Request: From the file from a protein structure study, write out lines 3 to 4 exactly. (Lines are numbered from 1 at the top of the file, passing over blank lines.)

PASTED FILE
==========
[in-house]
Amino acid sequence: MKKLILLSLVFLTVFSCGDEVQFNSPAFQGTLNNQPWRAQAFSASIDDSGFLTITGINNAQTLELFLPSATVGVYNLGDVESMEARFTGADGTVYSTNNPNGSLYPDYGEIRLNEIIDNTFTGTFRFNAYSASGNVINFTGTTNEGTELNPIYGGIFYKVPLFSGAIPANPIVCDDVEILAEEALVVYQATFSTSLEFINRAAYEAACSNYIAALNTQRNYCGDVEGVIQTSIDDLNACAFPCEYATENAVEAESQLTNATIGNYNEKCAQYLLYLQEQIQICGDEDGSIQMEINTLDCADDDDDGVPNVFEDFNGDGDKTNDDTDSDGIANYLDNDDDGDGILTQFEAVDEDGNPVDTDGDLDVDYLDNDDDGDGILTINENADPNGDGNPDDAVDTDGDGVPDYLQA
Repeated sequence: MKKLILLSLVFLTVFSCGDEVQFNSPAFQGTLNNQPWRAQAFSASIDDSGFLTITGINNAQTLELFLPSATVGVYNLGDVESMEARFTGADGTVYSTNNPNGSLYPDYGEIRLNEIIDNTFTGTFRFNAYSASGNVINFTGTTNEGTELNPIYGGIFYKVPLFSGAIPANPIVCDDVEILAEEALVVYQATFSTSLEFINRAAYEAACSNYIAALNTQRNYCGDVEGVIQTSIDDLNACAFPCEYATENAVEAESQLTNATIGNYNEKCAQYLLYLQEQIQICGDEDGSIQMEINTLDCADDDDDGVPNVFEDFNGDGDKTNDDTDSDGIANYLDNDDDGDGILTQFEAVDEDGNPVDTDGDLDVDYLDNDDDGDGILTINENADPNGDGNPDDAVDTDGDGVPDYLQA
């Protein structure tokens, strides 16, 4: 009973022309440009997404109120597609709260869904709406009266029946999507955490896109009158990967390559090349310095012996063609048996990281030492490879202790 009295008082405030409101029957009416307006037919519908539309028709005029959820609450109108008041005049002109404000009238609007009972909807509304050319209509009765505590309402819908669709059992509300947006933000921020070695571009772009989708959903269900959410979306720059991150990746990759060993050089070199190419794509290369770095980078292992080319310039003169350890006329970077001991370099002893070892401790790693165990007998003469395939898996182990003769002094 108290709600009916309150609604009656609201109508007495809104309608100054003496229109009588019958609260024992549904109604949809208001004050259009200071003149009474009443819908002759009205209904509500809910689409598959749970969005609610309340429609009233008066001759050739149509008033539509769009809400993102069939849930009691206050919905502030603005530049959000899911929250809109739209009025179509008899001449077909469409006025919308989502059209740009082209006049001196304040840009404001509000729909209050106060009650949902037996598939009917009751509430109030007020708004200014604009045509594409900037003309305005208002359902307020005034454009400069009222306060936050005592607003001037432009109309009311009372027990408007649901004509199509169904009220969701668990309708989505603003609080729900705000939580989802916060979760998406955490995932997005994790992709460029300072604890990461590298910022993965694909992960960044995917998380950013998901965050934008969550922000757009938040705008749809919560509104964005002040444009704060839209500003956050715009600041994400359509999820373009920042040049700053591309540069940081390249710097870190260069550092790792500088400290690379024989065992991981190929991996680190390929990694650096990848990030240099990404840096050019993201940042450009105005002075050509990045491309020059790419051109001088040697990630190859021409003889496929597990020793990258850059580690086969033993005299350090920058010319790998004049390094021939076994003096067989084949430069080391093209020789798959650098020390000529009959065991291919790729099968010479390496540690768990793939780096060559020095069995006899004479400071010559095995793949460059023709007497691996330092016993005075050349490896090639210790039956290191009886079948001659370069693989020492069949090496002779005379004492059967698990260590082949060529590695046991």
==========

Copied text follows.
Repeated sequence: MKKLILLSLVFLTVFSCGDEVQFNSPAFQGTLNNQPWRAQAFSASIDDSGFLTITGINNAQTLELFLPSATVGVYNLGDVESMEARFTGADGTVYSTNNPNGSLYPDYGEIRLNEIIDNTFTGTFRFNAYSASGNVINFTGTTNEGTELNPIYGGIFYKVPLFSGAIPANPIVCDDVEILAEEALVVYQATFSTSLEFINRAAYEAACSNYIAALNTQRNYCGDVEGVIQTSIDDLNACAFPCEYATENAVEAESQLTNATIGNYNEKCAQYLLYLQEQIQICGDEDGSIQMEINTLDCADDDDDGVPNVFEDFNGDGDKTNDDTDSDGIANYLDNDDDGDGILTQFEAVDEDGNPVDTDGDLDVDYLDNDDDGDGILTINENADPNGDGNPDDAVDTDGDGVPDYLQA
């Protein structure tokens, strides 16, 4: 009973022309440009997404109120597609709260869904709406009266029946999507955490896109009158990967390559090349310095012996063609048996990281030492490879202790 009295008082405030409101029957009416307006037919519908539309028709005029959820609450109108008041005049002109404000009238609007009972909807509304050319209509009765505590309402819908669709059992509300947006933000921020070695571009772009989708959903269900959410979306720059991150990746990759060993050089070199190419794509290369770095980078292992080319310039003169350890006329970077001991370099002893070892401790790693165990007998003469395939898996182990003769002094 108290709600009916309150609604009656609201109508007495809104309608100054003496229109009588019958609260024992549904109604949809208001004050259009200071003149009474009443819908002759009205209904509500809910689409598959749970969005609610309340429609009233008066001759050739149509008033539509769009809400993102069939849930009691206050919905502030603005530049959000899911929250809109739209009025179509008899001449077909469409006025919308989502059209740009082209006049001196304040840009404001509000729909209050106060009650949902037996598939009917009751509430109030007020708004200014604009045509594409900037003309305005208002359902307020005034454009400069009222306060936050005592607003001037432009109309009311009372027990408007649901004509199509169904009220969701668990309708989505603003609080729900705000939580989802916060979760998406955490995932997005994790992709460029300072604890990461590298910022993965694909992960960044995917998380950013998901965050934008969550922000757009938040705008749809919560509104964005002040444009704060839209500003956050715009600041994400359509999820373009920042040049700053591309540069940081390249710097870190260069550092790792500088400290690379024989065992991981190929991996680190390929990694650096990848990030240099990404840096050019993201940042450009105005002075050509990045491309020059790419051109001088040697990630190859021409003889496929597990020793990258850059580690086969033993005299350090920058010319790998004049390094021939076994003096067989084949430069080391093209020789798959650098020390000529009959065991291919790729099968010479390496540690768990793939780096060559020095069995006899004479400071010559095995793949460059023709007497691996330092016993005075050349490896090639210790039956290191009886079948001659370069693989020492069949090496002779005379004492059967698990260590082949060529590695046991």